Model Based Testing

By Anand Ramdeo on May 5, 2011 Comments

It is true that in order to test any system effectively, we need to first understand what the implementation under test is supposed to do. With continuously increasing complex software, testers can use models to understand the system and support test design process.

Dr. Kaner has rightly suggested that testing is a technical investigation; this view is similar to the observation mage by Binder (2000) in ‘Testing Object Oriented Systems’ where he looks at the testing as a search problem. In the vast amount of input, we are looking for just few inputs which will trigger the defect or faulty behaviour of the system. According to the model based testing approach, this search should be systematic, focused and automated.

In Model Based Testing, input and state combination can be enumerated systematically. In order to understand the model, it is important to understand the concept behind model first. According to Binder (2000), every model has four main elements: subject, point of view/theory, representation and technique.

Subject Is the core idea around which models are created. In testing, typically models of system under test help us in selecting effective test cases.

Point of View A model must be based on the frame of reference and principle that can guide identification of relevant issues and information. Software testing models typically express required behaviour and focus aspects of system suspected to be buggy. Models from the software testing point of view, must establish the information necessary to produce and evaluate test case.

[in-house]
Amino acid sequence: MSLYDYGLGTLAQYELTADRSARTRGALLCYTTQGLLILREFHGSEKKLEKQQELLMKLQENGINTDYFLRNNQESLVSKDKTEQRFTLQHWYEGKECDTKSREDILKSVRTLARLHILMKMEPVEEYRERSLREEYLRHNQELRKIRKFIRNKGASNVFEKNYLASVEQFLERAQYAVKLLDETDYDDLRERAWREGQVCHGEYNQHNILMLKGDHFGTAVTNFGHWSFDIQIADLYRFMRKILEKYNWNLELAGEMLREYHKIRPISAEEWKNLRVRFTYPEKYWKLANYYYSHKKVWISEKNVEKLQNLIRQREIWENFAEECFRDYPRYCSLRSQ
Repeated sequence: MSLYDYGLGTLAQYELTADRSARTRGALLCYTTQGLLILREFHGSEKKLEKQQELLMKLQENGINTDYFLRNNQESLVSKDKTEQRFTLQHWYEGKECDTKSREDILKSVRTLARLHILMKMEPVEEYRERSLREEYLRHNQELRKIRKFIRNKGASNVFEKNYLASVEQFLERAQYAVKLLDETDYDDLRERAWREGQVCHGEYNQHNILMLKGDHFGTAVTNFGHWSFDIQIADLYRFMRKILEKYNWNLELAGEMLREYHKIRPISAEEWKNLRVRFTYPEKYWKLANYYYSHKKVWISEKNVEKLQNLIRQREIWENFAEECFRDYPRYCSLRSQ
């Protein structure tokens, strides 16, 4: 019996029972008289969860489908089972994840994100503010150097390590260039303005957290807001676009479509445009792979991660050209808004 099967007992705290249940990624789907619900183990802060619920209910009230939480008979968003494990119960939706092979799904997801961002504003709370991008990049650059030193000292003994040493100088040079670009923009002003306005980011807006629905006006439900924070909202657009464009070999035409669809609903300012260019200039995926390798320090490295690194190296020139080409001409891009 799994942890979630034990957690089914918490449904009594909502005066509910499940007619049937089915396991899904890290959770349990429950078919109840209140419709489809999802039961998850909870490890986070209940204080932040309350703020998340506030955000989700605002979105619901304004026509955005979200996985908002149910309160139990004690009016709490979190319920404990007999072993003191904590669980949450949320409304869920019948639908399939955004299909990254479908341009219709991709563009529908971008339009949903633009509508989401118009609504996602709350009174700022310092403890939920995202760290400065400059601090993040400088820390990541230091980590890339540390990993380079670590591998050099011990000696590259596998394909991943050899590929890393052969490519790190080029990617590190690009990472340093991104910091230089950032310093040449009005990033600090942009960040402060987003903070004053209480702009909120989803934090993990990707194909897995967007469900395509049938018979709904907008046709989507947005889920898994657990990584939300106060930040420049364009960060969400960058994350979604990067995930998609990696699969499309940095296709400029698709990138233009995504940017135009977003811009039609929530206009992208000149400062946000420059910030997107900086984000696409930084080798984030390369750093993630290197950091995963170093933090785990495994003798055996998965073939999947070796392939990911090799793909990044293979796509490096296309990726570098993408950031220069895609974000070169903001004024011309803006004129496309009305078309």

Representation A modelling technique must have a means of expressing a particular model. This may be a wire frame, cad model or anything else.

Technique Models can be developed by using any technique using UML notion for the formal ones or even simpler artefact for general use.

Before dwelling in to the skills required to perform model based testing, let us first understand how models can be used in testing complex software and what kind of information can be revealed from the models. Following list summarizes main activities that can be done effectively with the models

Model Validation & Consistency checking Models can be validated against the rules defined in OCL, Object constraint language and meta-model.

Product Validation Product can be validated using models in more than one way. It can be tested that observable behaviour of model is appropriate and also this observable behaviour confirms to the required behaviour.

One important thing that a software tester needs to understand is how models can be used to improve the way testing is done. Techniques described above are formal techniques and are based on the assumption that models of the product being developed are in place and our testing efforts are derived from those models. Even in the absence of formal models, test team can create their own models to understand the problem domain in a better way. Bezier characterizes this (taken from Binder, 2000) in a very neat way and says

“What shall we, as testing practitioner do? As with all models, we ignore the complexities that can invalidate the model and we use what we can apply with ease. After all, models for testing are intended to give us insight into effective test case design – they are intuition joggers – so it does not matter if they are imperfect as long as the resulting tests are good. ”
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